While the long-term goal is to make Europe’s aviation climate-neutral until the year 2050, the reduction of fuel consumption and thus CO2 emission is a major objective. To increase the efficiency and overall performance, larger fan diameters and higher bypass ratios are consistent trends. An associated technical requirement is lightweight design. The solutions are lighter materials like aluminum or composite (carbon-fiber reinforced plastics, abbr. CFRP) and hollow blades.These lightweight constructions require new methods to safely analyze the aeroelastic stability.
Classical turbofan engine use titanium, which is a light, very strong and robust material, but expensive and not easy to machine or repair. For structural integrity, the fan blades do not need to be a solid metal block. Improvements in manufacturing techniques allow for more complex geometrical shapes as well as a hollow design (or sandwich construction).
Fig. 2: Different generations of turbofan engines.
The number of blades reduced over the years. The newer generation of fans are also called wide-chord fans because of their appearance with significantly longer chordlength than the older generations.
Flutter is a self-excited vibration of an elastic structure in a fluid flow. The phenomenon occurs when the motions of the structure cause such aerodynamic forces that the vibration amplitude isn’t damped and increases exponentially over time. This exponential nature of the phenomenon leads to rapid destruction and thus, flutter has to be avoided at all costs.
To do so, either structural damping or aerodynamic damping can be used. Modern fans and compressors have a very low structural damping (due to design aspects e.g. blade-integrated disks, abbr. blisk). Structural damping counteracts any aerodynamic excitation forces and is therefore a conservative margin. In early turbofan designs, the blades where equipped with mechanical dampers at approximately half the radius (Fig. 2, left side). These dampers, sometimes called snubber, were used to suppress vibrations of the blades, which could not be predicted by the design methods. Within the last decades, thanks to the increasing high-performance computing power and increasing accuracy of computational fluid dynamics (abbr. CFD) and computational structural mechanics (abbr. CSM), engineers were able to examine blade vibrations in more detail and eliminate designs which would lead to high vibration amplitudes. As a consequence, the snubbers are not needed anymore, which also improves the efficiency because the air flow is less disturbed.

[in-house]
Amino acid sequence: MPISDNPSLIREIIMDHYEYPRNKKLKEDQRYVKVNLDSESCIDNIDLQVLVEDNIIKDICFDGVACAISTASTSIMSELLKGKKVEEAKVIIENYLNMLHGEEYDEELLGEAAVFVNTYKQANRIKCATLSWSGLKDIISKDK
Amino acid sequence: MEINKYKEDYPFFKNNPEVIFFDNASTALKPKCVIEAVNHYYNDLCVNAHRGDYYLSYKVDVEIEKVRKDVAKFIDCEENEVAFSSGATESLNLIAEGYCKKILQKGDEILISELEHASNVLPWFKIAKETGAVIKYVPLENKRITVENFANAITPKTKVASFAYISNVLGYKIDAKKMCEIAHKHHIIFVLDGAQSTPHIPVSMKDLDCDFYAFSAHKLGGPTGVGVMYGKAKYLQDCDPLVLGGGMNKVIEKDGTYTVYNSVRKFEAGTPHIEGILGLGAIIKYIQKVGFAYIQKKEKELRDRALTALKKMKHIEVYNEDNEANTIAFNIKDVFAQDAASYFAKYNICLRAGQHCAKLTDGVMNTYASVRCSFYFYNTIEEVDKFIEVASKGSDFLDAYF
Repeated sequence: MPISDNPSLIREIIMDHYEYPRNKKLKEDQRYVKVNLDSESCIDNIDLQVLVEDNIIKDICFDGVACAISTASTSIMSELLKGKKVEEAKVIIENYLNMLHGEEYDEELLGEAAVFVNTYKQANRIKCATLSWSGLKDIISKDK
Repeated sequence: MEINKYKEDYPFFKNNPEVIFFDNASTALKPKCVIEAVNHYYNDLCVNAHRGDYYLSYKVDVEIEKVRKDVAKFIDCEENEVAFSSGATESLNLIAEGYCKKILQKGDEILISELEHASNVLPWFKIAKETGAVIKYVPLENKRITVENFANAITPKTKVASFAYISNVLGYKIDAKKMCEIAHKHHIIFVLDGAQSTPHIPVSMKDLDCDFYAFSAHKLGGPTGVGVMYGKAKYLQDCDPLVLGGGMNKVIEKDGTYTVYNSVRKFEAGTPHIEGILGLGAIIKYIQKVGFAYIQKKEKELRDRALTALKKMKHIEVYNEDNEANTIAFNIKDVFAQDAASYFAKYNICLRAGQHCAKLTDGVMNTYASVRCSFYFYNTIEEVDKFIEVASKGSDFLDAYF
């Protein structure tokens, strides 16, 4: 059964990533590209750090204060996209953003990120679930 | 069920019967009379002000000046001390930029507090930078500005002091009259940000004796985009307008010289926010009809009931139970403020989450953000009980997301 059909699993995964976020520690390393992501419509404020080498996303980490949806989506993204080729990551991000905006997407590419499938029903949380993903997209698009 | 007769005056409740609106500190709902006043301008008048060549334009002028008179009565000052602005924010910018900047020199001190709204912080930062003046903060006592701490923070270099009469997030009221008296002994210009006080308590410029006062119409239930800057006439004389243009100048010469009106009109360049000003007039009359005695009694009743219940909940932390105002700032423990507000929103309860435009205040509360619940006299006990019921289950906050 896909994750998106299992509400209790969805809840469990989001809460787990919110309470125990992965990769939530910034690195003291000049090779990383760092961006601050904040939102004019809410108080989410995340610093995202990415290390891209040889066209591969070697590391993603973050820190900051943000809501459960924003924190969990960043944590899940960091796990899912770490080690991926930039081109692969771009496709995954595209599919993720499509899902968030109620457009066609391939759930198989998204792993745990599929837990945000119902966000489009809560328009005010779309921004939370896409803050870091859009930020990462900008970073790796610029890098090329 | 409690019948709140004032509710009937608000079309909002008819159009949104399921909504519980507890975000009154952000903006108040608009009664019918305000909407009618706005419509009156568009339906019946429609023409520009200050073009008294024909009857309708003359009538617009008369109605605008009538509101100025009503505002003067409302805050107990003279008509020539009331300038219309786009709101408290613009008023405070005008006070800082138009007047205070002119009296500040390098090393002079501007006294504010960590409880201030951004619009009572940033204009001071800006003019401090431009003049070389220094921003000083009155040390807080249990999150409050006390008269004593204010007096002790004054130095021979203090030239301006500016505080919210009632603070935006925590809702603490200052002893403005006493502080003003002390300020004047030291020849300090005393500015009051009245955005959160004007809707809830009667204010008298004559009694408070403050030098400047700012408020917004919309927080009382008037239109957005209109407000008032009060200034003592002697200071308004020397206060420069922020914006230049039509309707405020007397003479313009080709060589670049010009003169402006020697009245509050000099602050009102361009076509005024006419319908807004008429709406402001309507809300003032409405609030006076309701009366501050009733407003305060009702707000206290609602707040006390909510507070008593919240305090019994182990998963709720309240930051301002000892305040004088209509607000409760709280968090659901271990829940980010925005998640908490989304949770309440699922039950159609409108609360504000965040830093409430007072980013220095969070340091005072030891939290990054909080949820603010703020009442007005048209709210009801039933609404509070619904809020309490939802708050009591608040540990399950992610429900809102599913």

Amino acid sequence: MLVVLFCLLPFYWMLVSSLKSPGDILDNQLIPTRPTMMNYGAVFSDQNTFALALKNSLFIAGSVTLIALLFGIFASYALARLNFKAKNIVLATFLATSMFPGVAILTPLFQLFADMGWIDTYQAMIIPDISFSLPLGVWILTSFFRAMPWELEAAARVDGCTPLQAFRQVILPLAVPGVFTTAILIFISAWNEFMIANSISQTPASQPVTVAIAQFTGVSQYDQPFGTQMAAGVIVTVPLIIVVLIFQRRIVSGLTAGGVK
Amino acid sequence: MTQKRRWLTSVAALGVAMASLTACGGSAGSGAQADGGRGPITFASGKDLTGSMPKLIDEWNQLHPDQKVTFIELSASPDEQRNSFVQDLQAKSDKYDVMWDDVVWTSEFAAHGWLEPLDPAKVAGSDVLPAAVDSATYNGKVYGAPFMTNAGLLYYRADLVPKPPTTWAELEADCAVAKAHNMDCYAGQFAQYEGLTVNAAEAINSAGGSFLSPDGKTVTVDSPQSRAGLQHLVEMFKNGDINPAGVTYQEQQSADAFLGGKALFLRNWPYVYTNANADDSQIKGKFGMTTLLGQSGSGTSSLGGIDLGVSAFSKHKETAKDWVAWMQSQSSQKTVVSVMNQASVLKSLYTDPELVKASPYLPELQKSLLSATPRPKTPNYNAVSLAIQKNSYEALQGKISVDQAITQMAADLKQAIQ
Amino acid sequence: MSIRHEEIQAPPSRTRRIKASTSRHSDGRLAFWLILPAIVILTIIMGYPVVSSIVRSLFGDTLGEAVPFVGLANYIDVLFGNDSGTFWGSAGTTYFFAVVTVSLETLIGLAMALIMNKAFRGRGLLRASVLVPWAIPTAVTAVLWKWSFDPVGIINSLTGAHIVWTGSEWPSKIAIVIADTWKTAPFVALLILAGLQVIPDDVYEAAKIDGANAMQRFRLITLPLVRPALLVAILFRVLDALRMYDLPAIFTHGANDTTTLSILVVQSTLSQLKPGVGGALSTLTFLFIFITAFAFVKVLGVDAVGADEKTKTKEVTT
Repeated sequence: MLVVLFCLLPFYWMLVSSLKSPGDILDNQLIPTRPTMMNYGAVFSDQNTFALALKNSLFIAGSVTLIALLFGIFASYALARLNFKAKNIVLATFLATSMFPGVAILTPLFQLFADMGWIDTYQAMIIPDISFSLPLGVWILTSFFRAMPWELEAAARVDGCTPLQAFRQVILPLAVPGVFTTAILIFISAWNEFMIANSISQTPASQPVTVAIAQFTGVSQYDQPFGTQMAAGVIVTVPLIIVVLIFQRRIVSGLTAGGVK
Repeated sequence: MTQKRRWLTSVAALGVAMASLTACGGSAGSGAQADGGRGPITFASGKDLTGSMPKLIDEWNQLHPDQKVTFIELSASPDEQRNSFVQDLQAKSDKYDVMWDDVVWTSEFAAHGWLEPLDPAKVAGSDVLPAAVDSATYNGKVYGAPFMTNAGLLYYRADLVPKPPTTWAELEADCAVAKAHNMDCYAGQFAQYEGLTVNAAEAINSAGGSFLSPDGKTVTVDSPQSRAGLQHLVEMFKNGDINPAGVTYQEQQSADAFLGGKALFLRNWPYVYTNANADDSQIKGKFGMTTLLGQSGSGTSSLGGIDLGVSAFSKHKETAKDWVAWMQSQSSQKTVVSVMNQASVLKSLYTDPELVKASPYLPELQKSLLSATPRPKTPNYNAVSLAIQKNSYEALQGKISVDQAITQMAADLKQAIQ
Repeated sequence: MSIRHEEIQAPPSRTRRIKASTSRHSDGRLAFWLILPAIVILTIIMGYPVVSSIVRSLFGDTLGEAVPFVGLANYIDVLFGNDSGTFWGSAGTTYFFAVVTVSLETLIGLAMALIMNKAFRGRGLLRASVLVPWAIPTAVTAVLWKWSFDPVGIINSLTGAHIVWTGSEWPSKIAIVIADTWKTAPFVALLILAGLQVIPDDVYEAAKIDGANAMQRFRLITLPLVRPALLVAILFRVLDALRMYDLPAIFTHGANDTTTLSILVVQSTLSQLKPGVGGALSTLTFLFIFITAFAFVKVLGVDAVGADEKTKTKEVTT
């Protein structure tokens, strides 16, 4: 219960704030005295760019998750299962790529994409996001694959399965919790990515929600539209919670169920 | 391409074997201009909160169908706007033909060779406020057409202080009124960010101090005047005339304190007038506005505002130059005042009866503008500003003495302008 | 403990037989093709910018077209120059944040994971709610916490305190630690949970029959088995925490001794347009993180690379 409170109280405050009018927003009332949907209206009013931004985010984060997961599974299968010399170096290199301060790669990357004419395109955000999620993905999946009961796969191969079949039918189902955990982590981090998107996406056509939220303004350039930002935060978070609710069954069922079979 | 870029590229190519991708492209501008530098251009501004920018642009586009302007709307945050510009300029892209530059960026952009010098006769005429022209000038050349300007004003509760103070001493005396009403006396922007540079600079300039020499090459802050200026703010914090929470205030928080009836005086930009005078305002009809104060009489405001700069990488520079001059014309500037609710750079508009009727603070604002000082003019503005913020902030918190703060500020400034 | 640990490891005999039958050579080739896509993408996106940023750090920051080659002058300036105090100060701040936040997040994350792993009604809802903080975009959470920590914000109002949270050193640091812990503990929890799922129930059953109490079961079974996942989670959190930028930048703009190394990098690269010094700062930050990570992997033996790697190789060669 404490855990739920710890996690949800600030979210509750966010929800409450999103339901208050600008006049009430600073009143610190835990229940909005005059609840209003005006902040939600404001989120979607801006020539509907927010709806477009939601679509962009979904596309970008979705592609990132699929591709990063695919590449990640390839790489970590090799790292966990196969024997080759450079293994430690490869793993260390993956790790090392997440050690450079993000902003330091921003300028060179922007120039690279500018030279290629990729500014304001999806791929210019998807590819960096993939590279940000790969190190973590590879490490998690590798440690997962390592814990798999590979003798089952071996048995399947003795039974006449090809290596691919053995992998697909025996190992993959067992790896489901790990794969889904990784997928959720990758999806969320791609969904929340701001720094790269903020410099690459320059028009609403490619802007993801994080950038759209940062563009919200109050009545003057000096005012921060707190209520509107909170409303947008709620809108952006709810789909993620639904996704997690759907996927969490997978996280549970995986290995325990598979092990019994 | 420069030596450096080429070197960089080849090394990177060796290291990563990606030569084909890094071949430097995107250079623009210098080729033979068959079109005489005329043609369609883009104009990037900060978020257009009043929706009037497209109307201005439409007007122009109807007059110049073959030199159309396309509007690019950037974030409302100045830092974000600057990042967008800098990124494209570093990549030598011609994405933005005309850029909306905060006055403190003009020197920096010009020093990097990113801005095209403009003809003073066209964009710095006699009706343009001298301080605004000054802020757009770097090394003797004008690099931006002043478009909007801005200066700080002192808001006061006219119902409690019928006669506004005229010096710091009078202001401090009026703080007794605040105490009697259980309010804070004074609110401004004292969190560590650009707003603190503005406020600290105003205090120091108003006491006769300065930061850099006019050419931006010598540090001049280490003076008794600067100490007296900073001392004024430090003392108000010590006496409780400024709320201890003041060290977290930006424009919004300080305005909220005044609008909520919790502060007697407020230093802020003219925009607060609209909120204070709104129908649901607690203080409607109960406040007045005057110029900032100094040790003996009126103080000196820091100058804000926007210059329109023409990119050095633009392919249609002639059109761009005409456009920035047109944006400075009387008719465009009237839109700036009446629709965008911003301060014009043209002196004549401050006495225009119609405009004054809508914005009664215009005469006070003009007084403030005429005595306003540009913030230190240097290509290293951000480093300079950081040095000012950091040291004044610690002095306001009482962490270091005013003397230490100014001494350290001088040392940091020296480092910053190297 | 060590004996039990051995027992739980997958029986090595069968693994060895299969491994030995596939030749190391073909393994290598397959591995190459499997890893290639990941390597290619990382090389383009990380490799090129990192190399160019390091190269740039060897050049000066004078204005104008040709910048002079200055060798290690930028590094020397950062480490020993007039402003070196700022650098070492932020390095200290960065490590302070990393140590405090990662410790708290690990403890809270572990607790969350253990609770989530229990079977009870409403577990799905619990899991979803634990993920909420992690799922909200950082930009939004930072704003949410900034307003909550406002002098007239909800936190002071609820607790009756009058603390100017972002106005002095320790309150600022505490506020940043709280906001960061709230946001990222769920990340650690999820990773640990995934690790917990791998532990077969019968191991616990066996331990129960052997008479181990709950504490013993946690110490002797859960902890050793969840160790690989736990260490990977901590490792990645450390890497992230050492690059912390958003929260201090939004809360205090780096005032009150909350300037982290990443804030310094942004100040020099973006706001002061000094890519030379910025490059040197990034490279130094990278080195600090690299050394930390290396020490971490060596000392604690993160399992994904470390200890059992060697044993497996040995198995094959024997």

Another aspect considered to damp blade vibration is the accurate prediction the aerodynamic damping in early design phases in order to exclude aerodynamic excitation by blade vibrations. In the past, simulations of such blade vibrations were performed at the blade natural frequency and the vibration motions were assumed to be in the modeshape associated to this natural frequency (deflection pattern that represents the relative displacement of all parts of a structure for that particular mode).
With the consistent lightweight design of aero engine blades, the so-called mass ratio between structural components and the air flowing around the blades drops. At lower mass ratios, the blades are more susceptible to even small fluctuations in the unsteady aerodynamic forces. Below a certain level of mass ratio, structural vibrations and the aerodynamic forces can influence each other so strongly, that the vibrations do not occur at the natural frequency and the related modeshape anymore. The phenomenon is called coupled-mode flutter. It is well known from aircraft wing structures already and has been studied intensively over the decades.
Most current aero engines are assessed by the classical method which has been established for decades. The flutter-free operating range can be predicted with good confidence during the design phase. The mass ratio of these designs is still above a threshold where coupled-mode flutter becomes a concern.
Currently, a two-stage counter-rotating fan with a very low mass ratio is at the testbed of DLR in Cologne (Fig. 1). Using only the classical analysis method which leaves out the coupling effects, the flutter-free operating range is significantly overestimated (Fig. 3).
Although the mass ratio of the CRISPmulti rotor is far below that of current aero engine designs, the results emphasize that coupled-mode flutter will have to be respected for future generations of aero engine, especially fan blades.
Previously, the coupled-mode flutter phenomenon was not assessed in the design phase. At the DLR-Institute of Aeroelasticity, the expertise and developed numerical methods used to examine coupled-mode flutter in wing designs are transferred to aeroelastic analysis of aero engine blades. The method is adapted and refined for the usage on turbomachinery-specific numerical setups. Now coupled-mode flutter analysis can be included into the design phase of future aero engines.
Author: Matthias Schuff, DLR Institute of Aeroelasticity, Department: Aeroelastic Experiments